Third judge blocks Biden’s Title IX expansion in four more… | WORLD
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Third judge blocks Biden’s Title IX expansion in four more states

John Broomes, nominated to be United States District Judge for the district of Kansas, testifies during a Senate Judiciary Committee hearing on nominations on Capitol Hill in Washington, Nov. 15, 2017. The Associated Press/Photo by Carolyn Kaster, File, File

Third judge blocks Biden’s Title IX expansion in four more states

A federal district court in Kansas on Tuesday granted a preliminary injunction against the new regulations, saying that the Biden administration’s attempt to expand Title IX ignores potential harm to female students. The changes to the women’s rights law would have required public schools to allow males who claim to be females to use women’s locker rooms and compete in women’s sports. The rules are set to take effect in August.

The ruling will halt the regulations from taking effect in Alaska, Kansas, Utah, and Wyoming. The injunction also covers specific schools attended by plaintiffs Katie Rowland, members of Female Athletes United, members of the Young America’s Foundation, and the children of members of Moms for Liberty, according to Alliance Defending Freedom.

U.S. District Judge John W. Broomes is the third judge to halt the changes from being implemented in multiple states. A federal judge in Louisiana last month allowed colleges in Louisiana, Mississippi, Montana and Idaho to ignore the administration’s order. Another judge last month blocked the changes from taking effect in Kentucky, Indiana, Ohio, Tennessee, Virginia, and West Virginia.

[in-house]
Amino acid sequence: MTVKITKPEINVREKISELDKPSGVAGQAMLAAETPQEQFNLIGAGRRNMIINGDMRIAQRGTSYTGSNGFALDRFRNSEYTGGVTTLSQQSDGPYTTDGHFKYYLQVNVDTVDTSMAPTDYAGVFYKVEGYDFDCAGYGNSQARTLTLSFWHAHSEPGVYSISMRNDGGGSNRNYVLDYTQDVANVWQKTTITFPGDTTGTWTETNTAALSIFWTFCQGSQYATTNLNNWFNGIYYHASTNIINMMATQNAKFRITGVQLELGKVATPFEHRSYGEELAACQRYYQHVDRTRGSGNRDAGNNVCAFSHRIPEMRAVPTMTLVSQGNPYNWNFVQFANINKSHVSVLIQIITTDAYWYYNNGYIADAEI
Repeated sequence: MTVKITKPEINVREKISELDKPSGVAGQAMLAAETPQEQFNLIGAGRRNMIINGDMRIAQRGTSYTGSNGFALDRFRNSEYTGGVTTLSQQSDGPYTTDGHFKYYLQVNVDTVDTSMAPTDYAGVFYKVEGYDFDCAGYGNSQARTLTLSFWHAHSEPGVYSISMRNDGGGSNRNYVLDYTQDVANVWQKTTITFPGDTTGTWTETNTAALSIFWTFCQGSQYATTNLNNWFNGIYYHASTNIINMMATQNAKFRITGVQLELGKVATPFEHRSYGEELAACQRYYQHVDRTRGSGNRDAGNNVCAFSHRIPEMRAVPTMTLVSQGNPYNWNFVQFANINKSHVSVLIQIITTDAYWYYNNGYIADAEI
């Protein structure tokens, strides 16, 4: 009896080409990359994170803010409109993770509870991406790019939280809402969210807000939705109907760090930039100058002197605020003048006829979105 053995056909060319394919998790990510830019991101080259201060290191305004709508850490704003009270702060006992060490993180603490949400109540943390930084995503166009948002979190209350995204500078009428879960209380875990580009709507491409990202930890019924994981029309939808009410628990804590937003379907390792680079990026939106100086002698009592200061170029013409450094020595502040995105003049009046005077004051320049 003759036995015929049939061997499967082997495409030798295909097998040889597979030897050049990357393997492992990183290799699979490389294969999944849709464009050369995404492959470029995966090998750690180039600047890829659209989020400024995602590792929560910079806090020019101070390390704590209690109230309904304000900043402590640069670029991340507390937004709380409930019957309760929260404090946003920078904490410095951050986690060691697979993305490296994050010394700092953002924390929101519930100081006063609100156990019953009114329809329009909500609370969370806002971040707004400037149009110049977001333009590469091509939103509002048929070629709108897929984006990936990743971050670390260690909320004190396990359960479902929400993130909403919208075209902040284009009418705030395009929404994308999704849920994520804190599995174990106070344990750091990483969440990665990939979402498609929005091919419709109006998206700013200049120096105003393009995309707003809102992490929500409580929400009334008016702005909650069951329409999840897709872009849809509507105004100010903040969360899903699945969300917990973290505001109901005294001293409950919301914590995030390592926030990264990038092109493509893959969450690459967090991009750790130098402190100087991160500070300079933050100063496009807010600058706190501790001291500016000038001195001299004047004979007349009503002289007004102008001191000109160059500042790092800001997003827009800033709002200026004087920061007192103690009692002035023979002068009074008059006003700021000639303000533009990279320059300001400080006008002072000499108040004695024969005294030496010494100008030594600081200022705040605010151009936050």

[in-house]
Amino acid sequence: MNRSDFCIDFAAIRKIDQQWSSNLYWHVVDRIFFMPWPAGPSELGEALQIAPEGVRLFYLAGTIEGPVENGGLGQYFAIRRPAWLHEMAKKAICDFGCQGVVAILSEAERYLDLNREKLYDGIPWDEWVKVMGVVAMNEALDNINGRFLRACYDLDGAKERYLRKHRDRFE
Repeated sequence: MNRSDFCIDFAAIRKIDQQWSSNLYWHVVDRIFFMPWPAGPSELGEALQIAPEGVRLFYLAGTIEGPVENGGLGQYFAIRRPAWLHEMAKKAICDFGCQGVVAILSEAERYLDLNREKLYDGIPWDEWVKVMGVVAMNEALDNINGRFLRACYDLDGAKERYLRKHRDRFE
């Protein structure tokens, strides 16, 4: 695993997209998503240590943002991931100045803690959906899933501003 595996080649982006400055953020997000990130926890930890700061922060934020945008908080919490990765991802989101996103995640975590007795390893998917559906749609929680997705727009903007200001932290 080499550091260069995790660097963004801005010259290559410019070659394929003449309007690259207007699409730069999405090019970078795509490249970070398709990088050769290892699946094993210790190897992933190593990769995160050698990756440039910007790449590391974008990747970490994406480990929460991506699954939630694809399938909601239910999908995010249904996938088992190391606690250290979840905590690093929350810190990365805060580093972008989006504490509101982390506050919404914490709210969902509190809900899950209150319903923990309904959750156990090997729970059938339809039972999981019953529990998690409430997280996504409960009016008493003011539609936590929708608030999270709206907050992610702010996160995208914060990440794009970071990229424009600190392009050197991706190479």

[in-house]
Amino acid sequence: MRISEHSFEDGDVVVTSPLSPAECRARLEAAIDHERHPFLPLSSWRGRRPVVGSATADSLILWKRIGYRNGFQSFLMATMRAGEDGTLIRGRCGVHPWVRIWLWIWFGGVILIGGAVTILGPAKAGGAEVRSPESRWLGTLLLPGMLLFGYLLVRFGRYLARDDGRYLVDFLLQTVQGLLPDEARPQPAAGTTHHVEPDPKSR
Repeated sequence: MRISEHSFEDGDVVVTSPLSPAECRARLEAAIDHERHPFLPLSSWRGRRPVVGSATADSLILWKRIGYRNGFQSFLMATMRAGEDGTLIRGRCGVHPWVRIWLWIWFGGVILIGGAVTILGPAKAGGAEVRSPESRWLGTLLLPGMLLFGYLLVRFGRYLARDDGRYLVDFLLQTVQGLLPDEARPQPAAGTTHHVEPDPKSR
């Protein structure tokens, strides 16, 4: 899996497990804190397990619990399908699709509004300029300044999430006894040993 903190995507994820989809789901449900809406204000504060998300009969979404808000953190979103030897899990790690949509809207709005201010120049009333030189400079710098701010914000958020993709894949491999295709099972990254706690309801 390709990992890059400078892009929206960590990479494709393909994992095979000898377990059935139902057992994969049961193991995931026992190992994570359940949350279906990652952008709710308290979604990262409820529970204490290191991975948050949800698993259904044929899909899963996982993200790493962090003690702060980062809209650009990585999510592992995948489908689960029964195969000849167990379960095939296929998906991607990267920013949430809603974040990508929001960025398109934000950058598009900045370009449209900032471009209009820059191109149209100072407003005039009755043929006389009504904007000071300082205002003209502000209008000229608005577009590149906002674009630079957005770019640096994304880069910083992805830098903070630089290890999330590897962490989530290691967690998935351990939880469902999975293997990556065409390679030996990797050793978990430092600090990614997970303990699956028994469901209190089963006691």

What did the Education Department argue? In the ruling, Broomes found that the Department of Education elevated gender identity discrimination over the traditional views of biological sex. The department suggested that female students have not been harmed by having to share bathrooms with male students, despite evidence from one plaintiff that she avoided using school restrooms because boys were not prohibited from using girls’ facilities. The department also relied heavily on the U.S. Supreme Court’s 2020 decision in Bostock v. Clayton County, Georgia, as supportive of the new regulations. That ruling found that an employer violated Title VII by firing an individual because of their sexual preferences or gender expression.

What were the court’s findings? Broomes found that Bostock does not apply to Title IX because the former concerns employment, not education. Title IX also has specific carve-outs for schools, religious organizations, and military institutions to practice sex separation or offer sex-specific benefits as long as one biological sex is not treated inferior to the other.

Broomes also asserted that Title IX was written with the traditional view that there are only two sexes in mind. He said that Biden’s new regulations could allow teenage boys to claim to identify as female to gain access to girls’ facilities and observe them. He said the Education Department failed to consider these concerns when writing the new guidance adequately.

Dig deeper: Read Lauren Dunn’s report for more details on Biden’s re-interpretation of Title IX.

Lauren Canterberry

Lauren Canterberry is a reporter for WORLD. She graduated from the World Journalism Institute and the University of Georgia with a degree in journalism, both in 2017. She worked as a local reporter in Texas and now lives in Georgia with her husband.

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